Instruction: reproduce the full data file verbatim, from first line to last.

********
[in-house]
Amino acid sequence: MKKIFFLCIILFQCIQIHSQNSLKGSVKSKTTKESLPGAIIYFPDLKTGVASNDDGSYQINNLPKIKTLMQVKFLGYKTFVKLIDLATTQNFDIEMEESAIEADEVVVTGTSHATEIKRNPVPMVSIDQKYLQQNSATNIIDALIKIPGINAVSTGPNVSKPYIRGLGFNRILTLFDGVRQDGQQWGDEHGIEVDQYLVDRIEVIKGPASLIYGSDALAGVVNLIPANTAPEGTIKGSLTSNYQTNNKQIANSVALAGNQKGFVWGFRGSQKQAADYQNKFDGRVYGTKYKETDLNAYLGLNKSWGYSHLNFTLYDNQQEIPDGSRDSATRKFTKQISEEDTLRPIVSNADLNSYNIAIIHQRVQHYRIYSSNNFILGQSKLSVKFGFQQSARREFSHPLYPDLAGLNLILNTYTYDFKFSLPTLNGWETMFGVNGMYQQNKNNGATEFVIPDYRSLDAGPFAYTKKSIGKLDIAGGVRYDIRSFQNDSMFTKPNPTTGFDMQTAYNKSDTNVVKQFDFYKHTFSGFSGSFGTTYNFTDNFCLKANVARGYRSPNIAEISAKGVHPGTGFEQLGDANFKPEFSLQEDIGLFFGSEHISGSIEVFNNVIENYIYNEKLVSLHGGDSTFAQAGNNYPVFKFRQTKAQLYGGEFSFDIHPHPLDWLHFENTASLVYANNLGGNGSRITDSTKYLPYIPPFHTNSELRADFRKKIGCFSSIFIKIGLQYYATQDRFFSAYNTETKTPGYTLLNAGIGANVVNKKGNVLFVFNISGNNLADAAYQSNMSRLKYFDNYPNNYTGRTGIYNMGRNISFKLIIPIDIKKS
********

[in-house]
Amino acid sequence: MKKIFFLCIILFQCIQIHSQNSLKGSVKSKTTKESLPGAIIYFPDLKTGVASNDDGSYQINNLPKIKTLMQVKFLGYKTFVKLIDLATTQNFDIEMEESAIEADEVVVTGTSHATEIKRNPVPMVSIDQKYLQQNSATNIIDALIKIPGINAVSTGPNVSKPYIRGLGFNRILTLFDGVRQDGQQWGDEHGIEVDQYLVDRIEVIKGPASLIYGSDALAGVVNLIPANTAPEGTIKGSLTSNYQTNNKQIANSVALAGNQKGFVWGFRGSQKQAADYQNKFDGRVYGTKYKETDLNAYLGLNKSWGYSHLNFTLYDNQQEIPDGSRDSATRKFTKQISEEDTLRPIVSNADLNSYNIAIIHQRVQHYRIYSSNNFILGQSKLSVKFGFQQSARREFSHPLYPDLAGLNLILNTYTYDFKFSLPTLNGWETMFGVNGMYQQNKNNGATEFVIPDYRSLDAGPFAYTKKSIGKLDIAGGVRYDIRSFQNDSMFTKPNPTTGFDMQTAYNKSDTNVVKQFDFYKHTFSGFSGSFGTTYNFTDNFCLKANVARGYRSPNIAEISAKGVHPGTGFEQLGDANFKPEFSLQEDIGLFFGSEHISGSIEVFNNVIENYIYNEKLVSLHGGDSTFAQAGNNYPVFKFRQTKAQLYGGEFSFDIHPHPLDWLHFENTASLVYANNLGGNGSRITDSTKYLPYIPPFHTNSELRADFRKKIGCFSSIFIKIGLQYYATQDRFFSAYNTETKTPGYTLLNAGIGANVVNKKGNVLFVFNISGNNLADAAYQSNMSRLKYFDNYPNNYTGRTGIYNMGRNISFKLIIPIDIKKS